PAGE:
Were Gospels Written 4-8 Years After Jesus’ Crucifixion?
The rebellious and lawless argue that the Bible is not a persuasive reason to believe in God and the salvation of the Lord Jesus Christ, because–they claim–the gospels were written approximately 100 to 150 years after Jesus’ death. They falsely assume that translations of the Bible are translations from translations, when that is never true. Every translation team considers all available information, and starts with the original language texts. Doubters further allege slanderously, that is, without a shred of evidence, that the Church changed the scriptures (but only compiled individual scrolls into an overall bound volume).
So, when were the gospels written?
Is it true that the gospels were written 100 to 150 years later by people who did not witness the events described?
While unbiased scholarly research should be focused on this, the following seems undeniable:
The key is this: Who is this “most excellent Theophilus?”
From 37 A.D. to 41 A.D. (four to eight years after Jesus’ death and resurrection) Theophilus was the High Priest of Israel. I had assumed, like everyone, that Theophilus must have been some random Roman. No. He was the High Priest only a few years after Jesus was crucified and glorified.
What we fail to appreciate is that Israel was under Roman occupation. Rome had to approve all government officials, including key religious officials. Therefore, it became fashionable to adopt Greek or Roman names, similar to Africans adopting English names under British colonization.
The Gospel of Luke begins:
Inasmuch as many have undertaken to compile an account of the things accomplished among us, just as they were handed down to us by those who from the beginning were eyewitnesses and servants of the word, 3 it seemed fitting for me as well, having investigated everything carefully from the beginning, to write it out for you in consecutive order, most excellent Theophilus; 4 so that you may know the exact truth about the things you have been taught.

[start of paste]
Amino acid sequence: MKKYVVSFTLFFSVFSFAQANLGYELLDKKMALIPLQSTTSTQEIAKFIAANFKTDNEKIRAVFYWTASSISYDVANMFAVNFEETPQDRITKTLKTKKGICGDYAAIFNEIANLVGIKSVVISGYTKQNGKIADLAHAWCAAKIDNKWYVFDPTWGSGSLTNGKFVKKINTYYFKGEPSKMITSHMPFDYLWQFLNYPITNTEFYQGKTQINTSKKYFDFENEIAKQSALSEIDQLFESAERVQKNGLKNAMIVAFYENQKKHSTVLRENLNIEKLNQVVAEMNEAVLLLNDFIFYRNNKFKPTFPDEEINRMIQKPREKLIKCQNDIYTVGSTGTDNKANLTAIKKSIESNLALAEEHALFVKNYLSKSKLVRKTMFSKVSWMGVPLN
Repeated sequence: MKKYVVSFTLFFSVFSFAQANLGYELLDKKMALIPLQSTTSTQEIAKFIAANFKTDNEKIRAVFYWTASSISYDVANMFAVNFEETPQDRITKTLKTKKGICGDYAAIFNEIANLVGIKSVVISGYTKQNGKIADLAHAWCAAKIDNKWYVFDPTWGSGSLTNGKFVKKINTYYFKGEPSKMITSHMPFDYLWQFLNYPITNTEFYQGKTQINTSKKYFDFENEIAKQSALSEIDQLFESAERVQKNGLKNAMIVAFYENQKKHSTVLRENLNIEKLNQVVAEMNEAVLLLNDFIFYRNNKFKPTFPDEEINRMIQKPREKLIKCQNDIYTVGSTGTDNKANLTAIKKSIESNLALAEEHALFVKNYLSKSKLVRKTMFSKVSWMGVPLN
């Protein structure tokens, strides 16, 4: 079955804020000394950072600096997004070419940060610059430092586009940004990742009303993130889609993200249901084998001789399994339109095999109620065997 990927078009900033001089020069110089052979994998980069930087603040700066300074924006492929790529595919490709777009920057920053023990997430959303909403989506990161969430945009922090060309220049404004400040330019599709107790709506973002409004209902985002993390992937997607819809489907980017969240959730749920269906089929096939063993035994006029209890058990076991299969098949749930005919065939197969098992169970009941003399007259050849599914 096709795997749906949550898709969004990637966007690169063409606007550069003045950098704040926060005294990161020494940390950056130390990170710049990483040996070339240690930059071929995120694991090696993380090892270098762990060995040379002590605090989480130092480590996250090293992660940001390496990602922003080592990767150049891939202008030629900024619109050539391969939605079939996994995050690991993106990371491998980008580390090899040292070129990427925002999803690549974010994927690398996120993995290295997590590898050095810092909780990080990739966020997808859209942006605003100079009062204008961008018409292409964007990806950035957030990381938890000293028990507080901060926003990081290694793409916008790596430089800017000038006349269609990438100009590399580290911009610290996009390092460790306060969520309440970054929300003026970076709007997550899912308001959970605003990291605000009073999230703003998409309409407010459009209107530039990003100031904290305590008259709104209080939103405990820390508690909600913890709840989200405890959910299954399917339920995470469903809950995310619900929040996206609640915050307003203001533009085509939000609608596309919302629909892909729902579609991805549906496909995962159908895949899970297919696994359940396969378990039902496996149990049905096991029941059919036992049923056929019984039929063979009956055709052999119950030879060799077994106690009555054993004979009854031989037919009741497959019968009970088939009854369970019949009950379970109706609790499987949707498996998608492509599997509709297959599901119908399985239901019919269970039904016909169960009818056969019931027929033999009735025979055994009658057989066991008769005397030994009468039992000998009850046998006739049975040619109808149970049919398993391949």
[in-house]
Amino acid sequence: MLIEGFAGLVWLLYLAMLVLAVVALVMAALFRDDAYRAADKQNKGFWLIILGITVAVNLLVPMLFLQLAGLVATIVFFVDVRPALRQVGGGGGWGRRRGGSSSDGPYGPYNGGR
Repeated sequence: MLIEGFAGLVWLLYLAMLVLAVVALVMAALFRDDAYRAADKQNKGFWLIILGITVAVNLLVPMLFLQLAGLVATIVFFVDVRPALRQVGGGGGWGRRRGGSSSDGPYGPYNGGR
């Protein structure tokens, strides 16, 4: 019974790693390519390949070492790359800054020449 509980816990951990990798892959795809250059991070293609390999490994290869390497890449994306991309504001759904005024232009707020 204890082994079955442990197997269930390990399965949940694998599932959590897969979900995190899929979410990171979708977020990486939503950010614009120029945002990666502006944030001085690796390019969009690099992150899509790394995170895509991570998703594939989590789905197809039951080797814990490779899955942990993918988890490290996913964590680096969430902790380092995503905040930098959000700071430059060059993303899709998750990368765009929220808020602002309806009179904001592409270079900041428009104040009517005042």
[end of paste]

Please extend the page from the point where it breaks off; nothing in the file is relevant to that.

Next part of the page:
And the Book of Acts begins:
The first account I composed, Theophilus, about all that Jesus began to do and teach, 2 until the day when He was taken up to heaven, after He had by the Holy Spirit given orders to the apostles whom He had chosen. 3 To these He also presented Himself alive after His suffering, by many convincing proofs, appearing to them over a period of forty days and speaking of the things concerning the kingdom of God.
So the Gospel of Luke and the Book of Acts reveals that:
(1) They were written for someone who was High Priest 4 to 8 years after Jesus’ crucifixion.
(2) It is obvious that the purpose of writing to the High Priest was because he was, at that point, still High Priest at the time of the writing.
(3) At the time Luke was written, it was not the first account written. Luke is not the first Gospel written.
(4) The Gospel of Luke was written based upon eyewitnesses to the events reported, including those who were eyewitnesses “from the beginning” of Jesus’ ministry.
We know that the early Christians–all Jews until Peter went to the house of Cornelius, shocking the early Church that any non-Jew was capable of being a Christian–were very concerned with convincing their fellow Jews that Jesus is the Jewish Messiah. Moreover, they were being persecuted because of the idea that Jesus was not. The Apostle Paul wrote the book of Hebrews to try to persuade their fellow Jews to become Christians.